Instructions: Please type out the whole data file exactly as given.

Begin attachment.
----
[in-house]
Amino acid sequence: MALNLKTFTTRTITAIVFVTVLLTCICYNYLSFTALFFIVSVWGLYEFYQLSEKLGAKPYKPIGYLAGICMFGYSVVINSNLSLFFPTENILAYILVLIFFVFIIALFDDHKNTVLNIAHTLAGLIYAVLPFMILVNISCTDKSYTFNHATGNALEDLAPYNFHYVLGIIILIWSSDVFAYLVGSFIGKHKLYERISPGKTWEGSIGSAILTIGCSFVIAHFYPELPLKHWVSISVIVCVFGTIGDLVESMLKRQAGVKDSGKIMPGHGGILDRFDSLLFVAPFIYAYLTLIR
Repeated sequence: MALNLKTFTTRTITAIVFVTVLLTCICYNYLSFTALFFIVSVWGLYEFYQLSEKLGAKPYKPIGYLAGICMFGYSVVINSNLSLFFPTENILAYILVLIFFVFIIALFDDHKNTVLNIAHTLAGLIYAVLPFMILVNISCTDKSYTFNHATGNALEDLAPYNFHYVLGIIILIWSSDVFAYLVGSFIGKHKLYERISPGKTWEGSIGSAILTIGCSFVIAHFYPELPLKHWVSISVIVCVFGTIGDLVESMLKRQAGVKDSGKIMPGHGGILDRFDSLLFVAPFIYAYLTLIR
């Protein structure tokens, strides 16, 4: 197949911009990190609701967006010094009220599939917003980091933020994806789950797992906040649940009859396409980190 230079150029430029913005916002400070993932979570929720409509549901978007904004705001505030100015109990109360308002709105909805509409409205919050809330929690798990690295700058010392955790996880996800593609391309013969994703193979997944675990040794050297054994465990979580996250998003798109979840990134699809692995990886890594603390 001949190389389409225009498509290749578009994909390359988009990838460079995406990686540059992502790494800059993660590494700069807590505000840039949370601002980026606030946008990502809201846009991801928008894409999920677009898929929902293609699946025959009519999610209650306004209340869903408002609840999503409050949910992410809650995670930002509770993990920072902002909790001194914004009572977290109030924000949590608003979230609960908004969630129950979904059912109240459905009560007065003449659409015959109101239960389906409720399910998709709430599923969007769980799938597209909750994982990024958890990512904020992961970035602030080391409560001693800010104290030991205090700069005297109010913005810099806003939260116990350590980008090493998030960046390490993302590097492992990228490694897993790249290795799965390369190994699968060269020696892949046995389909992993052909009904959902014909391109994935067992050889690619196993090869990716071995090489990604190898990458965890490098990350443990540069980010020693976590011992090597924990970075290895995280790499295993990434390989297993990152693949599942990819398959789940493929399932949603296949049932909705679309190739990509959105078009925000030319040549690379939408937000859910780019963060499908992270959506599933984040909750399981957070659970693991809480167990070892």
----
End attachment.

[in-house]
Amino acid sequence: MALNLKTFTTRTITAIVFVTVLLTCICYNYLSFTALFFIVSVWGLYEFYQLSEKLGAKPYKPIGYLAGICMFGYSVVINSNLSLFFPTENILAYILVLIFFVFIIALFDDHKNTVLNIAHTLAGLIYAVLPFMILVNISCTDKSYTFNHATGNALEDLAPYNFHYVLGIIILIWSSDVFAYLVGSFIGKHKLYERISPGKTWEGSIGSAILTIGCSFVIAHFYPELPLKHWVSISVIVCVFGTIGDLVESMLKRQAGVKDSGKIMPGHGGILDRFDSLLFVAPFIYAYLTLIR
Repeated sequence: MALNLKTFTTRTITAIVFVTVLLTCICYNYLSFTALFFIVSVWGLYEFYQLSEKLGAKPYKPIGYLAGICMFGYSVVINSNLSLFFPTENILAYILVLIFFVFIIALFDDHKNTVLNIAHTLAGLIYAVLPFMILVNISCTDKSYTFNHATGNALEDLAPYNFHYVLGIIILIWSSDVFAYLVGSFIGKHKLYERISPGKTWEGSIGSAILTIGCSFVIAHFYPELPLKHWVSISVIVCVFGTIGDLVESMLKRQAGVKDSGKIMPGHGGILDRFDSLLFVAPFIYAYLTLIR
């Protein structure tokens, strides 16, 4: 197949911009990190609701967006010094009220599939917003980091933020994806789950797992906040649940009859396409980190 230079150029430029913005916002400070993932979570929720409509549901978007904004705001505030100015109990109360308002709105909805509409409205919050809330929690798990690295700058010392955790996880996800593609391309013969994703193979997944675990040794050297054994465990979580996250998003798109979840990134699809692995990886890594603390 001949190389389409225009498509290749578009994909390359988009990838460079995406990686540059992502790494800059993660590494700069807590505000840039949370601002980026606030946008990502809201846009991801928008894409999920677009898929929902293609699946025959009519999610209650306004209340869903408002609840999503409050949910992410809650995670930002509770993990920072902002909790001194914004009572977290109030924000949590608003979230609960908004969630129950979904059912109240459905009560007065003449659409015959109101239960389906409720399910998709709430599923969007769980799938597209909750994982990024958890990512904020992961970035602030080391409560001693800010104290030991205090700069005297109010913005810099806003939260116990350590980008090493998030960046390490993302590097492992990228490694897993790249290795799965390369190994699968060269020696892949046995389909992993052909009904959902014909391109994935067992050889690619196993090869990716071995090489990604190898990458965890490098990350443990540069980010020693976590011992090597924990970075290895995280790499295993990434390989297993990152693949599942990819398959789940493929399932949603296949049932909705679309190739990509959105078009925000030319040549690379939408937000859910780019963060499908992270959506599933984040909750399981957070659970693991809480167990070892």